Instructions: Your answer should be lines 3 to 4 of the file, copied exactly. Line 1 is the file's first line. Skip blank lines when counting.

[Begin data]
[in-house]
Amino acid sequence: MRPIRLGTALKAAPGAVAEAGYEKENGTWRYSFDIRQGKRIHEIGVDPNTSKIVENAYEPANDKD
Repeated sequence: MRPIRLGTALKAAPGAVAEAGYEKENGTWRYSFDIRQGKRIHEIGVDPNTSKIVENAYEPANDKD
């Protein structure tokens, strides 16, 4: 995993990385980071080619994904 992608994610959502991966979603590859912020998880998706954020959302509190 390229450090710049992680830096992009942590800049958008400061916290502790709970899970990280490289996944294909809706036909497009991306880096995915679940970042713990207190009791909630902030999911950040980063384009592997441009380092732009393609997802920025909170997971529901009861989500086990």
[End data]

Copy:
Repeated sequence: MRPIRLGTALKAAPGAVAEAGYEKENGTWRYSFDIRQGKRIHEIGVDPNTSKIVENAYEPANDKD
């Protein structure tokens, strides 16, 4: 995993990385980071080619994904 992608994610959502991966979603590859912020998880998706954020959302509190 390229450090710049992680830096992009942590800049958008400061916290502790709970899970990280490289996944294909809706036909497009991306880096995915679940970042713990207190009791909630902030999911950040980063384009592997441009380092732009393609997802920025909170997971529901009861989500086990």